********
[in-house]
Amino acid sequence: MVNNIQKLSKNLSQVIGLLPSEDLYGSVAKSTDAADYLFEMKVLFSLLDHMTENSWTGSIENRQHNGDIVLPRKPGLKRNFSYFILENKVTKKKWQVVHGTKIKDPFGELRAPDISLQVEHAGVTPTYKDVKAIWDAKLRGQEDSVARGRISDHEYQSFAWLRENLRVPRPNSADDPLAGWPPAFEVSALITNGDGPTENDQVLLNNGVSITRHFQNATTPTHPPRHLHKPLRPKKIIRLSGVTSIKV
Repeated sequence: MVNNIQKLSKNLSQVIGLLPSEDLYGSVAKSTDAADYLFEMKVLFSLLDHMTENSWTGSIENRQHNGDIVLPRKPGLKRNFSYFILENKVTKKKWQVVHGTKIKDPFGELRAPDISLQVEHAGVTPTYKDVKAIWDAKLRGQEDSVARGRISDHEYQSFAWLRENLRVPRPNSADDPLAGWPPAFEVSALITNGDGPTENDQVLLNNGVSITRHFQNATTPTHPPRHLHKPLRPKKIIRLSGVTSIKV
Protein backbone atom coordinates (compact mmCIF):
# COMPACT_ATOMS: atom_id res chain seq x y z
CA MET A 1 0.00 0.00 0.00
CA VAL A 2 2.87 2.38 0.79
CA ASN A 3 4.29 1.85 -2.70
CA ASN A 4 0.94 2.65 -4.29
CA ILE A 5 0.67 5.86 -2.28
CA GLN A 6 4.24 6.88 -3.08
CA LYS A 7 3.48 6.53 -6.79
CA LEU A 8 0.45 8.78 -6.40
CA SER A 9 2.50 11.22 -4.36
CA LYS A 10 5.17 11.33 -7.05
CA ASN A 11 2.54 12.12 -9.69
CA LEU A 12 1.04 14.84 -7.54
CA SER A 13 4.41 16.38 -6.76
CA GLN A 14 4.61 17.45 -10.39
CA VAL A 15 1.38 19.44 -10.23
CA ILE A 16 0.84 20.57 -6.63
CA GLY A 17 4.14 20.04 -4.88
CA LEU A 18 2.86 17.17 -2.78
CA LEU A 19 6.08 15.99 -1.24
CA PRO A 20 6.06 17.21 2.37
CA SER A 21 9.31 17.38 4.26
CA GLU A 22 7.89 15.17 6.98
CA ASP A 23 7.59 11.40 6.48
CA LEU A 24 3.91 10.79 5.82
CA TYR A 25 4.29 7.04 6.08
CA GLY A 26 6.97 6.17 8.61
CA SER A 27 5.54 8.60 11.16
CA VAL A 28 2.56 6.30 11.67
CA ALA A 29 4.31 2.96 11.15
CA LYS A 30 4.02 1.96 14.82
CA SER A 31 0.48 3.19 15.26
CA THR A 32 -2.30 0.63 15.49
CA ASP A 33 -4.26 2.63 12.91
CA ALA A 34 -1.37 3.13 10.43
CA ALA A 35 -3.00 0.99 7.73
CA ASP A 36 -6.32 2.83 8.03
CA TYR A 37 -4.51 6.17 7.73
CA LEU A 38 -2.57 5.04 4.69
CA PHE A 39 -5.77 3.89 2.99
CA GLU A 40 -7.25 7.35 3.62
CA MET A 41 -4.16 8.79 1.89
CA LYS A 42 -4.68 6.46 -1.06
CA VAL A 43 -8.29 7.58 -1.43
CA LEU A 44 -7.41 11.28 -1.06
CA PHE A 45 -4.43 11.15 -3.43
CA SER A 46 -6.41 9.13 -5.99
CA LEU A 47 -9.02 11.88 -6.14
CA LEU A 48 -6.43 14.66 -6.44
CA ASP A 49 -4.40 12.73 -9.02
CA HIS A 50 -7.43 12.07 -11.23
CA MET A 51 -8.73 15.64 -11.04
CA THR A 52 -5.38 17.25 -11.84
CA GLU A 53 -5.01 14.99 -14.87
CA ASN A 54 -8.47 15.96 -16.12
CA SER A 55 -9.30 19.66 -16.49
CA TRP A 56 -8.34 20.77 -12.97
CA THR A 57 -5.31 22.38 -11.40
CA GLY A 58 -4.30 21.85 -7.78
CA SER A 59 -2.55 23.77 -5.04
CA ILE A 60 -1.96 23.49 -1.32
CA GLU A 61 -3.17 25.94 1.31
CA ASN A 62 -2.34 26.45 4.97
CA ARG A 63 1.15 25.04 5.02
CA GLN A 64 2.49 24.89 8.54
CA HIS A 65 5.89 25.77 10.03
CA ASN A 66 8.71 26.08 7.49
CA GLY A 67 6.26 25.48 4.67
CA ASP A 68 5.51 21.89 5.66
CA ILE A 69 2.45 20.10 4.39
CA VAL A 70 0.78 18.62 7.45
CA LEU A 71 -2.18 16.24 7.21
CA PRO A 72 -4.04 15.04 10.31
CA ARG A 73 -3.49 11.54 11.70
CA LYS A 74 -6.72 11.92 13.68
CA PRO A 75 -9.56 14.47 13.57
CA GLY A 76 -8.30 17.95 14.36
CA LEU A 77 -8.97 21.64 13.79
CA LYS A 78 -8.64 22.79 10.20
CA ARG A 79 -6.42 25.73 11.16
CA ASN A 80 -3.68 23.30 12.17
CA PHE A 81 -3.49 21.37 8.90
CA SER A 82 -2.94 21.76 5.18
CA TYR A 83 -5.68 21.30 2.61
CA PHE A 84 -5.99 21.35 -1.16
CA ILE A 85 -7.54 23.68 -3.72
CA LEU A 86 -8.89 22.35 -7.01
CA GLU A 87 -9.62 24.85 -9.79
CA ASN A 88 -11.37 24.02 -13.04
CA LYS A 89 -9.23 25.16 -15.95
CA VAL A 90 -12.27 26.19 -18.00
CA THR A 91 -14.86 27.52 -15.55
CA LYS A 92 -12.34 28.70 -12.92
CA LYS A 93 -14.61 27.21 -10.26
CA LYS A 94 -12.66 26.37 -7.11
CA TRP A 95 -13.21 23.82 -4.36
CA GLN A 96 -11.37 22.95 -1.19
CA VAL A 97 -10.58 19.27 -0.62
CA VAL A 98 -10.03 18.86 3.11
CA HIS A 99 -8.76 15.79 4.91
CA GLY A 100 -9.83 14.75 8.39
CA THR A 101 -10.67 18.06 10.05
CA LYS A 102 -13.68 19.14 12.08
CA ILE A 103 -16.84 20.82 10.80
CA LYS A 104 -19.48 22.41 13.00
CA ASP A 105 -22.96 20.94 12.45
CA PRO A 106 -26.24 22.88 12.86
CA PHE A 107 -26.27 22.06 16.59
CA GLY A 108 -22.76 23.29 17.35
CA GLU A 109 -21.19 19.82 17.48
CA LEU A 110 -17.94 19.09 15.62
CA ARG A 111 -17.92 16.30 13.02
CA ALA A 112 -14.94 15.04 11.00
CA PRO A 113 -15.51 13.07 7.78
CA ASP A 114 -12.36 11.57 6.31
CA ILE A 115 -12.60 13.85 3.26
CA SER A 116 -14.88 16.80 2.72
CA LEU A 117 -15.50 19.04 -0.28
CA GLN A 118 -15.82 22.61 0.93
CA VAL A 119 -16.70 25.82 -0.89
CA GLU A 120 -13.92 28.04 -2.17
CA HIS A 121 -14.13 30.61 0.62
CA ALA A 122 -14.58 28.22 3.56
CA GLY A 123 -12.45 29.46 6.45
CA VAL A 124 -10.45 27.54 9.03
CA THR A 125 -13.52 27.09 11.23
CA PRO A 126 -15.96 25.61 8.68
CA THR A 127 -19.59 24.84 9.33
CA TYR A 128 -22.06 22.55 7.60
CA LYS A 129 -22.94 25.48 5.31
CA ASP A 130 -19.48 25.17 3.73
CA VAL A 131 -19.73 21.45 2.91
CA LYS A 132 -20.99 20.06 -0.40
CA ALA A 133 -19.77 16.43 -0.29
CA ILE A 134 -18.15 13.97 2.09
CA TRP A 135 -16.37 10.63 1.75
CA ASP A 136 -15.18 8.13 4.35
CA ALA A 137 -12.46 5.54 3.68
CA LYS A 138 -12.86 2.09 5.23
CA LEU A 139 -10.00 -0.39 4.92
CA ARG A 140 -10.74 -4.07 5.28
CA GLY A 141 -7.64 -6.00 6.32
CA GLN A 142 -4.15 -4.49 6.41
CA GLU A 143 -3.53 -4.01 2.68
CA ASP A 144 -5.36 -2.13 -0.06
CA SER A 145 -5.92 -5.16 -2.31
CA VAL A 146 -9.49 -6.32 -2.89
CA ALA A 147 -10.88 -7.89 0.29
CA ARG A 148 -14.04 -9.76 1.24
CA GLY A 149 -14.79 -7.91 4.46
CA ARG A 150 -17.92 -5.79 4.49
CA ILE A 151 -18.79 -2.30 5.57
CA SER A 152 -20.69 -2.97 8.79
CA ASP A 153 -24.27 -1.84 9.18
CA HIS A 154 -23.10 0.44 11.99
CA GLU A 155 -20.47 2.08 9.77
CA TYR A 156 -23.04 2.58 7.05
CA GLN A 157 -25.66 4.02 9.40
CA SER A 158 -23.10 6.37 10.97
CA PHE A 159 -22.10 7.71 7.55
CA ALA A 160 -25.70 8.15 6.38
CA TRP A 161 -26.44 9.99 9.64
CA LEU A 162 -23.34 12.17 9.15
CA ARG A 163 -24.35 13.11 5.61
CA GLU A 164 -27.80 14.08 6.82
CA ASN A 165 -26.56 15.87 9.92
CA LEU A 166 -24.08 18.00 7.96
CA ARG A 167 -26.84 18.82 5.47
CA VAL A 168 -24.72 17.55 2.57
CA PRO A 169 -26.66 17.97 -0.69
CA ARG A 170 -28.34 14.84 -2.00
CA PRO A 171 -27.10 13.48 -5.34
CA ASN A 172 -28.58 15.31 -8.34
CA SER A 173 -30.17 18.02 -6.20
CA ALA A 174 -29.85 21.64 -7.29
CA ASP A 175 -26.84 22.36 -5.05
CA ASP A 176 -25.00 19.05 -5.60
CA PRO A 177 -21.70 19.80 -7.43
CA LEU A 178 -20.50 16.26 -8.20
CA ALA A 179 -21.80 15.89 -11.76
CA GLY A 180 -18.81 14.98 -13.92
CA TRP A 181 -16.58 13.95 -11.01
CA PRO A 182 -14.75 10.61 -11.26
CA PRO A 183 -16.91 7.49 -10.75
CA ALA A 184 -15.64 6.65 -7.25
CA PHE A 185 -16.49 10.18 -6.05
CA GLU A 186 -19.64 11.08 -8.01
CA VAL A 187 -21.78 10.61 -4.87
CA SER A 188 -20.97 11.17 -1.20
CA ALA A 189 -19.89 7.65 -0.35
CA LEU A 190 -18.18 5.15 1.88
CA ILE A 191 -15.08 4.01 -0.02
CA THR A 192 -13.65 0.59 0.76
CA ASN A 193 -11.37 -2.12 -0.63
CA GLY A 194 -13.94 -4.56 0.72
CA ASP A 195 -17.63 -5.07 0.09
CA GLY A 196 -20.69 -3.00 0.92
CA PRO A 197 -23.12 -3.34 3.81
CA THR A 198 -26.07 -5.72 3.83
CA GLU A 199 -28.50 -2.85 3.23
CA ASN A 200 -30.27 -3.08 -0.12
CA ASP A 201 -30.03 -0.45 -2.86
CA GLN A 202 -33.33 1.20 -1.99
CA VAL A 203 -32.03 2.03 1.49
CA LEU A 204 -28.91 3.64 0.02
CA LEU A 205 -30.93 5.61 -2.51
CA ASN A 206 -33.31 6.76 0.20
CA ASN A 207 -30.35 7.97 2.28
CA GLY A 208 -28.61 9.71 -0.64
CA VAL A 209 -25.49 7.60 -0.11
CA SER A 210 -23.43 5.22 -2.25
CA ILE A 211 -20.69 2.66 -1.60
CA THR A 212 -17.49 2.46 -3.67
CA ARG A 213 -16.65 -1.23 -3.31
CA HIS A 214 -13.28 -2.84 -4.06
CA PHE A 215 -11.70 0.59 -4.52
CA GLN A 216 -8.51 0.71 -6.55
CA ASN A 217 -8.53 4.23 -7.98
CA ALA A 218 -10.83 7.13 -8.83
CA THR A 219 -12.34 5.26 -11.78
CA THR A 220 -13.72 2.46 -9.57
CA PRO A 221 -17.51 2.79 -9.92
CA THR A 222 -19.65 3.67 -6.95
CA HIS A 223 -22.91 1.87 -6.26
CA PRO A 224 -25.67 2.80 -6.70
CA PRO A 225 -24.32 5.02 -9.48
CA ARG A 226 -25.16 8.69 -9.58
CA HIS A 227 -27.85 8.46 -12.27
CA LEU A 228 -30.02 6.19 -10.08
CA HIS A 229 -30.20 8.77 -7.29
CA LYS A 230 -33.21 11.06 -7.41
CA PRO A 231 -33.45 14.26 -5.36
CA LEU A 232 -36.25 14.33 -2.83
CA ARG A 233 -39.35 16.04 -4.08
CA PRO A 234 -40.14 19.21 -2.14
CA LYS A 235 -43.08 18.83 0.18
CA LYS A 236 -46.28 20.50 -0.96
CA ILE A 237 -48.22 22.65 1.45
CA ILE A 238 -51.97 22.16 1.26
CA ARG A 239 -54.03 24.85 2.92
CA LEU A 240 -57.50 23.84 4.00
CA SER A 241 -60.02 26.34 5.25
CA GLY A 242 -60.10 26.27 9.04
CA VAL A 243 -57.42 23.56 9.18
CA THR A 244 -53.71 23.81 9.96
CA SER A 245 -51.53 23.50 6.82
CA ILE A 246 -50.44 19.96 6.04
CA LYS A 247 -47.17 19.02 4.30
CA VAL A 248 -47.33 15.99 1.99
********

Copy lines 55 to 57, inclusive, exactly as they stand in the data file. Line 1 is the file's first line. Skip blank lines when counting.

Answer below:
CA HIS A 50 -7.43 12.07 -11.23
CA MET A 51 -8.73 15.64 -11.04
CA THR A 52 -5.38 17.25 -11.84